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Pfizer Says Vaccine Booster Should Protect Against Omicron

Dec. 8, 2021 — A raft of new studies, released overnight that looked at the ability of Omicron to evade currently available vaccines, suggest a substantial loss of protection against the highly mutated variant.

The new studies, from teams of researchers in Germany, South Africa, Sweden, and the drug company Pfizer, showed 25- to 40-fold drops in the ability of antibodies created by two doses of the Pfizer-BioNTech vaccine to neutralize the virus. They also found that some monoclonal antibody therapies are ineffective against Omicron.

But there seemed to be a bright spot in the studies, too. The virus didn’t completely escape the immunity from the vaccines, and giving a third, booster dose appeared to restore antibodies to a level that’s been associated with protection against variants in the past.

“One of the silver linings of this pandemic so far is that mRNA vaccines manufactured based on the ancestral SARS-CoV-2 continue to work in the laboratory and, importantly, in real life against variant strains,” says Hana El Sahly, MD, a professor of molecular virology and microbiology at Baylor College of Medicine in Houston.

“The strains so far vary by their degree of being neutralized by the antibodies from these vaccines, but they are being neutralized nonetheless,” she says.

El Sahly points out that the Beta variant was associated with a 10-fold drop in antibodies, but two doses of the vaccines still protected against it.

President Joe Biden hailed the study results as good news.

“That Pfizer lab report came back saying that the expectation is that the existing vaccines protect against Omicron. But if you get the booster, you’re really in good shape. And so that’s very encouraging,” he said in an afternoon news briefing.

How Do COVID-19 mRNA Vaccines Work?Some of the COVID-19 vaccines are known as mRNA shots. How are they different from traditional vaccines? And do they contain the real virus?189


SPEAKER: How does a COVID-19

mRNA vaccine work?

COVID vaccines are now


Some of the COVID-19 vaccines

are mRNA vaccines, but what does

this mean?

mRNA vaccines are

different from traditional


mRNA vaccines don't expose you

to any real virus instead,

they're made with messenger

Ribonucleic Acid or mRNA.

This is a type of molecule that

gives instructions to the cell

for how to make different kinds

of proteins.

mRNA molecules are

a natural part of our cells

and how our bodies work.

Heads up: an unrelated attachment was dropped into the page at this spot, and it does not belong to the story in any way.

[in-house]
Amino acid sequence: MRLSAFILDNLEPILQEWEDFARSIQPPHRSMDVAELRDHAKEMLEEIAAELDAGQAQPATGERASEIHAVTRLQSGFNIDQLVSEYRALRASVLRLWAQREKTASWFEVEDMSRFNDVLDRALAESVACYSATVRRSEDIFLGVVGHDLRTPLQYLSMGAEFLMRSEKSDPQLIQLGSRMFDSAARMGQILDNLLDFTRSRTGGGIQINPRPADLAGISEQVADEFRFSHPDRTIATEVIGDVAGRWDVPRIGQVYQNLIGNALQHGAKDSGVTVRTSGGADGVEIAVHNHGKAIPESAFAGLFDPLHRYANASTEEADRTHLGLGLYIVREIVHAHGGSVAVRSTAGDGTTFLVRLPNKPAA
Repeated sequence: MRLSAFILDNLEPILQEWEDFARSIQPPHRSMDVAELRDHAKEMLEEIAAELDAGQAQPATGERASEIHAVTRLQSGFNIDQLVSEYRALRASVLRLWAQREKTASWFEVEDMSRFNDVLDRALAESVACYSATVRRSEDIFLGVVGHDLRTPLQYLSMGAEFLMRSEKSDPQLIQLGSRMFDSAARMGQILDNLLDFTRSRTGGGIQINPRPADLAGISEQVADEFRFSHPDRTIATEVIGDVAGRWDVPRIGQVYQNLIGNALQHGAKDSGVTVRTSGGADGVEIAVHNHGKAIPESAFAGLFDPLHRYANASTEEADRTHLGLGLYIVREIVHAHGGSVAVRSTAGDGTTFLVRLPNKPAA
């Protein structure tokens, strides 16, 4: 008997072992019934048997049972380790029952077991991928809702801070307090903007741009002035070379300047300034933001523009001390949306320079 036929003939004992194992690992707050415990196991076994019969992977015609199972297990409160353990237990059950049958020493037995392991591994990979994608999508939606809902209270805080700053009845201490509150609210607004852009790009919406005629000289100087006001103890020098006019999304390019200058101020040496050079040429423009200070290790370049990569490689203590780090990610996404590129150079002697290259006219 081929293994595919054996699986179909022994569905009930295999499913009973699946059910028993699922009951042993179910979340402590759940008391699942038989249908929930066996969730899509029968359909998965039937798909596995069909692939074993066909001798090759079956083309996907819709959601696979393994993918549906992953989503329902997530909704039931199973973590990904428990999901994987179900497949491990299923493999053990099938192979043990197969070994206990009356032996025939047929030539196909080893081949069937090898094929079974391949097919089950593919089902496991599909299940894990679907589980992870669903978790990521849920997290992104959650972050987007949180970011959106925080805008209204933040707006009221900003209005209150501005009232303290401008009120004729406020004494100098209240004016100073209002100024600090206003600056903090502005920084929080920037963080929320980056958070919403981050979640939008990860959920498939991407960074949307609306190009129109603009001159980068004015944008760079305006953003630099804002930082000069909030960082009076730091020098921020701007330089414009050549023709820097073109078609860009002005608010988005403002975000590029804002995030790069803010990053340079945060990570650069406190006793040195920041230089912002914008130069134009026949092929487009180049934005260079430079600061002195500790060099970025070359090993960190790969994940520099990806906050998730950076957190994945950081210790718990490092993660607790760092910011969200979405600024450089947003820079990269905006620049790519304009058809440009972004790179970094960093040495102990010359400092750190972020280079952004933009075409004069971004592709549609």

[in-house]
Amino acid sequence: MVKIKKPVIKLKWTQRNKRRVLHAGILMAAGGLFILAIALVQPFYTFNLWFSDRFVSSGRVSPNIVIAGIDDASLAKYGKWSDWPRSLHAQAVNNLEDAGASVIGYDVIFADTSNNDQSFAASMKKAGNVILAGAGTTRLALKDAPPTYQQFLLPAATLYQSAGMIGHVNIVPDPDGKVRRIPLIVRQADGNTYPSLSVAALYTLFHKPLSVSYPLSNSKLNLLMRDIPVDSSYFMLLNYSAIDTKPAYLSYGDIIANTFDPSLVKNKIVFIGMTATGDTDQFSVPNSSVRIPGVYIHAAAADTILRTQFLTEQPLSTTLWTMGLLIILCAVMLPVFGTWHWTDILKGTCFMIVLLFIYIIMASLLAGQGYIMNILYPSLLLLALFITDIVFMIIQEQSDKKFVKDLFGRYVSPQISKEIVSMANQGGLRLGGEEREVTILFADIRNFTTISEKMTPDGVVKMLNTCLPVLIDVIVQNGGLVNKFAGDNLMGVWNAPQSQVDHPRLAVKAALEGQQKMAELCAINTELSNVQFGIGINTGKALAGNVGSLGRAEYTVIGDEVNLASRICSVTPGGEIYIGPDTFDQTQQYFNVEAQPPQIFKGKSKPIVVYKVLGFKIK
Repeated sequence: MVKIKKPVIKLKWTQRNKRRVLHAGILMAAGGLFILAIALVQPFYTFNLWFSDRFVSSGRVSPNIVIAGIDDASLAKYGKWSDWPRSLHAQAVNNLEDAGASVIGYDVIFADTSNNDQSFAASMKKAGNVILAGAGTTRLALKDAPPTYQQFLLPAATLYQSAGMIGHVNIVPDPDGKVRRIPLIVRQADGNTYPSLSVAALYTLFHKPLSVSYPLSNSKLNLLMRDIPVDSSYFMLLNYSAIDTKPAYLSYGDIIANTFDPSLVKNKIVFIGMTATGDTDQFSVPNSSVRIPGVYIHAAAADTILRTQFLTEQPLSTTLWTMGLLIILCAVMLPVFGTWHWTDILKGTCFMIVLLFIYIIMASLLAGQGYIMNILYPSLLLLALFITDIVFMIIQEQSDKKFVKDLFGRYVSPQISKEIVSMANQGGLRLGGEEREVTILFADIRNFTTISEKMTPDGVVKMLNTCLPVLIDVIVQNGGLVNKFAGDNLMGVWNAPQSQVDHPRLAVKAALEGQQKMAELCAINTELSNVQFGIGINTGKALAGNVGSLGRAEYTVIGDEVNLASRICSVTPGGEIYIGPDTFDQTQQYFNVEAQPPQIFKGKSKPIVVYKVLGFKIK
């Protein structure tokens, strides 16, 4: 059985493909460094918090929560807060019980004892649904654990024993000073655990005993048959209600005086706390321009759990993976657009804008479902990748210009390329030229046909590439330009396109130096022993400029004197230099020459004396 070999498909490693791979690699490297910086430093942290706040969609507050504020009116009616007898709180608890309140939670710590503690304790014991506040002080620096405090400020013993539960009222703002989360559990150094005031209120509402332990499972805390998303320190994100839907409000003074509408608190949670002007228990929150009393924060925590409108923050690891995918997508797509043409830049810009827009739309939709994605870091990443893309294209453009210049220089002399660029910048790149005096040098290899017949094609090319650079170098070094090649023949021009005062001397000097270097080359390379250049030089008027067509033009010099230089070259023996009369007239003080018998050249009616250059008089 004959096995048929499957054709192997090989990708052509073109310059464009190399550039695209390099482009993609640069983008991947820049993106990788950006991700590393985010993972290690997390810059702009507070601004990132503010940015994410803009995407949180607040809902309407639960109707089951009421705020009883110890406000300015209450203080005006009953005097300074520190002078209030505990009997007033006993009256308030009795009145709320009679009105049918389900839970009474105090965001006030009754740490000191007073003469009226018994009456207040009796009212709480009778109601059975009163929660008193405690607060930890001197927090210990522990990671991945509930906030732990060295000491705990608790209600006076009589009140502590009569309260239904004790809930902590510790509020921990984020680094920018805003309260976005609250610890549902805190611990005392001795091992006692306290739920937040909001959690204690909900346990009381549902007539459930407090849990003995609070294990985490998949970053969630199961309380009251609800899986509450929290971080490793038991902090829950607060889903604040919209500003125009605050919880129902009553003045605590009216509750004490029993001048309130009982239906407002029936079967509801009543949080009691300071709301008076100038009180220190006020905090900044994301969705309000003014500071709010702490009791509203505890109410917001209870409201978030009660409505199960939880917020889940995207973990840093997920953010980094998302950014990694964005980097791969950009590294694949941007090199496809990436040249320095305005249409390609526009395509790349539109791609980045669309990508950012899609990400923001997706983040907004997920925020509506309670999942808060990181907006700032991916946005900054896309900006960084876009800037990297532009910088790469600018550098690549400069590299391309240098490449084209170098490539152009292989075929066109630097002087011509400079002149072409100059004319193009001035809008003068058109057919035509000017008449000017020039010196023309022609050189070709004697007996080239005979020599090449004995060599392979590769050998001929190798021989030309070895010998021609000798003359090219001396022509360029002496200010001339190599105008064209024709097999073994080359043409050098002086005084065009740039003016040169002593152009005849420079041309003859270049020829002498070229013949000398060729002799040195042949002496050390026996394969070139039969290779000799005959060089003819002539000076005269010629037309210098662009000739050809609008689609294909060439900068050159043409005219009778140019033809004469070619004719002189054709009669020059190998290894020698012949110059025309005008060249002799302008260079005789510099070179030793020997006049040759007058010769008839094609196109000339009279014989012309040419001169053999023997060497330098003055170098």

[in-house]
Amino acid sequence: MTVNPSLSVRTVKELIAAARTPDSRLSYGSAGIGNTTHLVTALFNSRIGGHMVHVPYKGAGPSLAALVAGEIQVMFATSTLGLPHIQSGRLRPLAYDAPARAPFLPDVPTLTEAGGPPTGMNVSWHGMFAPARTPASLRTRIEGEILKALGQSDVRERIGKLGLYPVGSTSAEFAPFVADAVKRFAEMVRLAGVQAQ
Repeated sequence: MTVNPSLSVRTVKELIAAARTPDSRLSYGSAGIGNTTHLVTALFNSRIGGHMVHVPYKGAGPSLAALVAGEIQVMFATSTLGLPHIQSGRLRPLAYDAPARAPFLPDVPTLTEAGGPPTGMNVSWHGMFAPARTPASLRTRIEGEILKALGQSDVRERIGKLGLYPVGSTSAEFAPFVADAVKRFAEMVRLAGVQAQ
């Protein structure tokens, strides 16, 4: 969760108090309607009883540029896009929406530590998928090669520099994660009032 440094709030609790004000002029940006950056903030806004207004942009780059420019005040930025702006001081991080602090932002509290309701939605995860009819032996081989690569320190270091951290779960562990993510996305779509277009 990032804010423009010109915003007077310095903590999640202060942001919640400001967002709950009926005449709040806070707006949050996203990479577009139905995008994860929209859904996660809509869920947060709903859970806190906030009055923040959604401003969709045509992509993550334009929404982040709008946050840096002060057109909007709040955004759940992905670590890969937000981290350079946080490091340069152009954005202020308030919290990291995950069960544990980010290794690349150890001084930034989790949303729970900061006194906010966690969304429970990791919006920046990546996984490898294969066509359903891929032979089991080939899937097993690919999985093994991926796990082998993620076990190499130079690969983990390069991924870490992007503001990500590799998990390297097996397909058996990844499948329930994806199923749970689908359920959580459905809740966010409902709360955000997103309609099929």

Researchers have been working

with mRNA vaccines

for many years.

They are made more easily

and safely in a lab

than a vaccine that uses

a virus.

Because of this they can also

be made faster.

The COVID-19 mRNA vaccines

have passed many tests in labs

and in thousands of people,

and meet strict standards

from the FDA.

So how do these vaccines work?

First, a COVID-19 mRNA vaccine

is injected into a muscle

in your upper arm.

Some muscle cells take the mRNA

instructions in the vaccine

and make a harmless piece

of a protein called

a spike protein.

This protein is found

on the outside of the SARS-CoV-2

virus that causes COVID-19.

The muscle cells then destroy

the instructions for how to make

the spike protein.

The mRNA never goes

into the nucleus of your cells

where your DNA is stored.

The newly made spike protein now

sits on the surface

of the muscle cells.

Your immune system senses

the spike protein

as a foreign threat to destroy,

it starts making antibodies

to fight anything

with that spike protein on it.

This will help your body's

immune system recognize

and fight the real virus if it

ever shows up.

It's like recognizing someone

by the hat they wear.

Your body is then

prepared to spot COVID-19

and fight it off before it grows

in your body's cells.

Fast facts to remember

about COVID-19 mRNA vaccines.

They help get your body

ready to fight off the COVID-19

virus before it makes you sick,

they don't use

any live, dead, or weak virus,

they can't give you COVID-19,

they don't affect your DNA.

Want to learn more,

go to cdc.gov to find more

information about mRNA vaccines.

You can also learn more about

how the vaccines were approved

at fda.gov.



From Krames/delivery/aws/e1/19/e1194689-aff0-4d9e-9fd2-2c0084642589/b37084c0-2e1f-4b66-958c-96e7a6c3f4db_krames_activating_health_how_mrna_vaccine_works_021021_,4500k,2500k,1000k,750k,400k,.mp402/10/2021 12:00:0018001200photo of COVID-19 mRNA vaccine/webmd/consumer_assets/site_images/article_thumbnails/video/1800x1200_krames_activating_health_how_mrna_vaccine_works_video.jpg091e9c5e8210a400

But other scientists stressed that these studies are from lab tests and don’t necessarily reflect what will happen with Omicron in the real world. They cautioned about a worldwide push for boosters with so many countries still struggling to give first doses of vaccines.

Soumya Swaminathan, MD, the chief scientist for the World Health Organization, stressed in a news briefing that the results from the four studies varied widely, showing dips in neutralizing activity with Omicron that ranged from 5-fold to 40-fold.

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